Repetitive motions are usually due to an occupation or sport that requires you to move your leg in the same way over and over. This motion wears down cartilage more quickly, and can lead to the motion causing an injury. 

Traumatic events cover everything from a fall to a car accident. Any sudden, unexpected event that causes an injury falls under this category. Typically, your cartilage will already be worn down a bit – by age or repetitive motions – and the event pushes the weakened cartilage beyond its limit. 

Do labral tears heal on their own?

If it’s possible to have hip labral tear recovery without surgery, that must mean that labral tears heal on their own, right? Not quite. Remember, the labrum is made primarily of cartilage. Cartilage heals very slowly, and sometimes not at all. 

Why is cartilage slow to heal? And if bones can heal themselves, why does cartilage sometimes not heal at all? 

Cartilage is a very special kind of tissue. It’s at least 60% collagen and the other 40% of its dry weight is composed of other proteins, making it incredibly durable. 

Most importantly, though, cartilage doesn’t have any blood vessels running through it. This means it’s nearly impossible for your body to send the necessary cells to repair cartilage to the site of the injury.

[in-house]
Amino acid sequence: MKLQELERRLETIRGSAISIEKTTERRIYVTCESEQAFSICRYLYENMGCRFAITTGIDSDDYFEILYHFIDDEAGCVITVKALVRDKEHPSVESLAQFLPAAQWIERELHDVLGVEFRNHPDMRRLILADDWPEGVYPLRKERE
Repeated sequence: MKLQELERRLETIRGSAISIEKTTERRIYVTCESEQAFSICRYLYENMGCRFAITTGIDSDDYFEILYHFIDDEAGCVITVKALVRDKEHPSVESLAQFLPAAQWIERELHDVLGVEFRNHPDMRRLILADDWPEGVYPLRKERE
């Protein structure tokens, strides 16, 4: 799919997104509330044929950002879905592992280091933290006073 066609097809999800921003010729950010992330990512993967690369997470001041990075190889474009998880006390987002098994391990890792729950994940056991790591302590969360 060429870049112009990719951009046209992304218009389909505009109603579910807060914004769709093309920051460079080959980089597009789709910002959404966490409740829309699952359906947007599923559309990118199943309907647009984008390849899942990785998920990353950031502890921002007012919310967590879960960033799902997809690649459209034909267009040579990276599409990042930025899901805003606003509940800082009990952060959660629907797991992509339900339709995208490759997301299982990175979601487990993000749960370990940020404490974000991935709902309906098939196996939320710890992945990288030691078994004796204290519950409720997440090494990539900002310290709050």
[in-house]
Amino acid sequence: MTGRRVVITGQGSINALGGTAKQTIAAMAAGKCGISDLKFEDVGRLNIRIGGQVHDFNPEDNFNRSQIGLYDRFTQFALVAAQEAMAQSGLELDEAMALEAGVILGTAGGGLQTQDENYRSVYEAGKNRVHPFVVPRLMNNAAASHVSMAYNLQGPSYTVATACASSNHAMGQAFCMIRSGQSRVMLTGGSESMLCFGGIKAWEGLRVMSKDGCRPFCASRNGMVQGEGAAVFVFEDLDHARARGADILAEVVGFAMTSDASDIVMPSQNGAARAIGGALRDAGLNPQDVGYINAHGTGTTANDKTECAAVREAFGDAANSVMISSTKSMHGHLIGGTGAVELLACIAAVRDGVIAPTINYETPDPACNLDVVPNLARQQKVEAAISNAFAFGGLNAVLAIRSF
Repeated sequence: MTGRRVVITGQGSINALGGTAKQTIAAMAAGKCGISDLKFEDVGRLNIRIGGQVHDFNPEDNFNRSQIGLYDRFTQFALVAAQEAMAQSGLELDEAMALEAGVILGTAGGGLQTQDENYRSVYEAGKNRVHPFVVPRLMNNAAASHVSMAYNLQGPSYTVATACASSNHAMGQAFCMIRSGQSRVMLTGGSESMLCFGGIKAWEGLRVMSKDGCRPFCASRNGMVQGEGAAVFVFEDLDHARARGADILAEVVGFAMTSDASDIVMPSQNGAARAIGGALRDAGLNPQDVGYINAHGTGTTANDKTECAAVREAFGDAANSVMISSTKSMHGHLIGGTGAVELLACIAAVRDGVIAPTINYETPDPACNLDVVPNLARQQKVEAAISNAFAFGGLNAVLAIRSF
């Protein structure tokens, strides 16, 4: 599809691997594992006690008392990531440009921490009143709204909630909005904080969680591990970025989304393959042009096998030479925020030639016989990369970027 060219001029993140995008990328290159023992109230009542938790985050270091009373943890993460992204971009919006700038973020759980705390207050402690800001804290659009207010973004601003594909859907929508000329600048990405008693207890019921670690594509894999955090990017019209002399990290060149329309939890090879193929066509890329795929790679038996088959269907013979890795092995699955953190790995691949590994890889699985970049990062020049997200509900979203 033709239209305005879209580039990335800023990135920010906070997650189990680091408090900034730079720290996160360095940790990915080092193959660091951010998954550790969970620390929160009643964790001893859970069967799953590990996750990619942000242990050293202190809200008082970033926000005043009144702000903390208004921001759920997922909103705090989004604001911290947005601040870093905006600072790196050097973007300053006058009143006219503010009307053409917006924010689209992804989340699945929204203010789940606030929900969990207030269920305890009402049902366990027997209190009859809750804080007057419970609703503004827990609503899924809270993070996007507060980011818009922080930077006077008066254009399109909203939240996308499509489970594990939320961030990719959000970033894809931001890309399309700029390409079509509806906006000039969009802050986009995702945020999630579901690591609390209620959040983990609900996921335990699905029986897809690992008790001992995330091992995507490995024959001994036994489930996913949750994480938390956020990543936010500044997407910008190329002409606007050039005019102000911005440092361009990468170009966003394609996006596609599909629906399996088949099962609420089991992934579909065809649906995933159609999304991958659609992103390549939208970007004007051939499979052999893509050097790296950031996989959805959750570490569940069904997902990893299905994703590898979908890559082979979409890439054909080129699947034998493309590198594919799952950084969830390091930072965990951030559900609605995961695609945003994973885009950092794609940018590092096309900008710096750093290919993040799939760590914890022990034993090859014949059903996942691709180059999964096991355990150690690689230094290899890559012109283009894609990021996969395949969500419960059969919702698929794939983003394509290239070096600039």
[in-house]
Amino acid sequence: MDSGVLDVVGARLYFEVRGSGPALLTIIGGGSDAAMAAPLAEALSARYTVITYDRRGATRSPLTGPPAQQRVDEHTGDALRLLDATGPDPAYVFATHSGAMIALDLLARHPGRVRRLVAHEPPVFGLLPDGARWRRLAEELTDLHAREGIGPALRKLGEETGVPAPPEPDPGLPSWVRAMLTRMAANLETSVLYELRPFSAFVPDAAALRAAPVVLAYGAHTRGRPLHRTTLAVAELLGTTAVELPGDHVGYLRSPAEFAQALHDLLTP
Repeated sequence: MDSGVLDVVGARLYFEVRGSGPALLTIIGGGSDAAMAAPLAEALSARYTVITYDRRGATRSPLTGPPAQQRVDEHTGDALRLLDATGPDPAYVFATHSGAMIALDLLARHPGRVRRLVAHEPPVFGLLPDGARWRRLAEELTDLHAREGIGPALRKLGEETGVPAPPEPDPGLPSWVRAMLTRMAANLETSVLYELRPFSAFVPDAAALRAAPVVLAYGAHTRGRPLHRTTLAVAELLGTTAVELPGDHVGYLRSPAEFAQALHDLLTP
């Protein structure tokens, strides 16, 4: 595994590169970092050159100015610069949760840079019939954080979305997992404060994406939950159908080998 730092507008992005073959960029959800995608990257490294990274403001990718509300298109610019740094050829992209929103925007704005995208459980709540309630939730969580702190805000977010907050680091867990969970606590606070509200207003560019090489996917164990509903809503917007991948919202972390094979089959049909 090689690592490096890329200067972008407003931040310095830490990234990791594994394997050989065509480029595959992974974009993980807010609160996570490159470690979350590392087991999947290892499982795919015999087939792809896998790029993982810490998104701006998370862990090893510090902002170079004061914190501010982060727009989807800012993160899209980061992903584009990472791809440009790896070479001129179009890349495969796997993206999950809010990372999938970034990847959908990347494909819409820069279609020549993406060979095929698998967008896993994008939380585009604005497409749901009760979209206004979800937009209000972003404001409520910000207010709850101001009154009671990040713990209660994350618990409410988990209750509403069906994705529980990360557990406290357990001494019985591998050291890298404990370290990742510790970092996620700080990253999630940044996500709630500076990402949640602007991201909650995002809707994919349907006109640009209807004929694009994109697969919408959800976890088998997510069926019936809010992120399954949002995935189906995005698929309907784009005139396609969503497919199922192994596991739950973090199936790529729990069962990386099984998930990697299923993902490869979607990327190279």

Because of this, labral tears usually don’t heal on their own. For minor labral tears, this isn’t an issue. Your body can compensate for the damaged cartilage so well, you may not even realize you have a labral tear! 

One study found that 69% of the observed patients who reported no pain had labral hip tears. So when and how should you seek treatment that leads to hip labral tear recovery without surgery? 

What should you do if you suspect you have a labral hip tear?

There are a few reasons you might suspect you have a labral hip tear. The first is hip pain, but this can look different for different people. 

Some people describe it as a sharp pain that flares up and then fades. Others say it’s a constant dull ache in their hips, groin, or buttocks that doesn’t go away no matter what. 

You might also notice stiffness and a reduced range of motion. 

Some people might notice their hip locking up, clicking, or “catching” with movement. 

These can all be signs of other hip injuries, as well, so it’s important to keep yourself informed by working with your healthcare team. Once you have confirmation of the problem, you can explore treatments leading to hip labral tear recovery without surgery.

When should you call the doctor about hip pain?

Call your doctor as soon as your hip pain starts to interfere with your daily life. You should also reach out if the pain lasts for more than a couple of weeks without fading, or gets worse over time. Hip labral tear recovery without surgery is easiest when the tear is still mild, so don’t wait too long!

Is it ok to walk with a labral hip tear?

It’s perfectly safe to walk short distances – like getting up to use the restroom, walking into the doctor’s office, or other daily tasks.